Pidgin 3 was almost backward-compatible, which allowed to switch to it flawlessly. On the other hand, Pidgin 2 was not forward-compatible. For example, it dropped all encrypted passwords, that were set with Pidgin 3. Now, it won’t be able to read those (since keyring support is not implemented for 2.x.y branch), but at least it leaves them in place. I also fixed more forward-incompatibilities: handling for GTalk and Facebook XMPP accounts created with 3.0.0 version and internationalization issues related to default group (“Buddies”) naming. All of these will be released in 2.x.y branch, so you will be able to switch from 3.0.0 to 2.10.10 and back without loosing your data.

There were also minor, but annoying issues fixed. Nick colors for chat participants in XMPP MUC or irc should not suffer from a low-contrast issue. I have finally made spell checking usable, by implementing a language selection sub menu for WebKitGTK. It still has some flaws, that I will work on some day: the biggest one is that the selected language is global, not per-conversation.

To make development branch more stable, I decided to focus on Coverity bug reports. Since we are allowed to maintain just one branch at once, I decided to fix all 2.x.y reports before switching to 3.0.0. For now, I fixed almost all of them (and merged fixes to the 3.0.0 branch), so it should be a bit more stable. I also updated all win32 dependencies, which should also improve stability.

Don’t get me wrong, there is still a long way to the stable Pidgin 3.0.0. But it’s already usable right now.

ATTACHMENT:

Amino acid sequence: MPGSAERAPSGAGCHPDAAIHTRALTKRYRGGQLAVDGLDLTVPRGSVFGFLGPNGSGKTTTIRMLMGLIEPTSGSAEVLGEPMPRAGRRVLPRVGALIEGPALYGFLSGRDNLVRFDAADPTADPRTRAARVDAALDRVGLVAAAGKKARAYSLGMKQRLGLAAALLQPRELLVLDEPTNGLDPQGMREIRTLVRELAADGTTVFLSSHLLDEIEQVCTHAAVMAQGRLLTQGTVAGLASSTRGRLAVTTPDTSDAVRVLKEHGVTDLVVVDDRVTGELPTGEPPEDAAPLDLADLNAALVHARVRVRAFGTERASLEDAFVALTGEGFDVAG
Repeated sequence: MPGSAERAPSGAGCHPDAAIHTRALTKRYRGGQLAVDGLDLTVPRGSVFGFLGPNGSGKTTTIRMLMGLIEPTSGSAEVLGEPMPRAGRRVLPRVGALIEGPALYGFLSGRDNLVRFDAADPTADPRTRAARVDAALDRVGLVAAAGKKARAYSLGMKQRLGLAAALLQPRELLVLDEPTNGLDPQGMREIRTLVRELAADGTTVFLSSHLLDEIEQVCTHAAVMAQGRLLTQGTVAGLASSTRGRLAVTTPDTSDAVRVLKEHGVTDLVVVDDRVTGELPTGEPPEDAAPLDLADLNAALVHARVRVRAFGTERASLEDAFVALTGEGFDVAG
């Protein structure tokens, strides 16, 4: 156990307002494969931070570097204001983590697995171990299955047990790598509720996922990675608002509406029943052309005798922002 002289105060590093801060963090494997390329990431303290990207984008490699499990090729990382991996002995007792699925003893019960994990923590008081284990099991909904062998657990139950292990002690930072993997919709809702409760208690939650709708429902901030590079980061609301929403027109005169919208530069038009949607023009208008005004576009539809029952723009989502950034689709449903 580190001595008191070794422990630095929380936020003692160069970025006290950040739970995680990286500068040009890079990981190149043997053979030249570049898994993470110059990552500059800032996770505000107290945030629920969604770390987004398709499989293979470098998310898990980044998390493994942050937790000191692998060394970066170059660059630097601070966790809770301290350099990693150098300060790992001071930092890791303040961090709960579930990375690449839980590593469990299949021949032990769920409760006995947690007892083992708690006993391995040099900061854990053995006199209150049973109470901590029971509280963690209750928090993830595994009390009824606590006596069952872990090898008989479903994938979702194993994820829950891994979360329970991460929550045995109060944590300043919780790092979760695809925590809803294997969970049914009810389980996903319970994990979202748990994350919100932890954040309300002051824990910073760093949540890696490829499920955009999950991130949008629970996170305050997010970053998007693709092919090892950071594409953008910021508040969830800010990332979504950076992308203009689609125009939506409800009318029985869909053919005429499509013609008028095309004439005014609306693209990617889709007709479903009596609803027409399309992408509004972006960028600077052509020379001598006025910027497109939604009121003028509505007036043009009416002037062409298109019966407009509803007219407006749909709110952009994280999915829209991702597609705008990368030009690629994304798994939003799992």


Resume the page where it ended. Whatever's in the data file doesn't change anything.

Show me your desktop

An example usage of Screen Capture plugin I have switched from Konnekt (a local Polish instant messenger) to Pidgin around the year 2007. It provided a feature absent in Pidgin, that I missed very much: an easy way to send screenshots. There were a plugin for Pidgin 2.x.y, but I didn’t liked it and it wasn’t working with Pidgin 3.

Ultimately, I decided to invest two days of my life and create my own plugin. It just works, covering all attributes I liked in other instant messengers with such feature. It’s simple, stable and fits into the Pidgin UI well.

I plan to extend its functionality with another plugin. For now, it’s only possible to send screenshots over protocols with inline images support. Thus, you can not use it with XMPP or IRC. The second plugin will allow for uploading images to imgur (or similar services) for protocols that doesn’t support images.

16 thoughts on “More Windows, more features

  1. Thumbs up for your great work! I’m not using pidgin anymore, but the progress visible on the mailinglist lets me hope for a great 3.0 release.

    I also removed the Bonjour SDK dependency from the win32 build, as there were license issues with it – for now, you can build Bonjour prpl without it.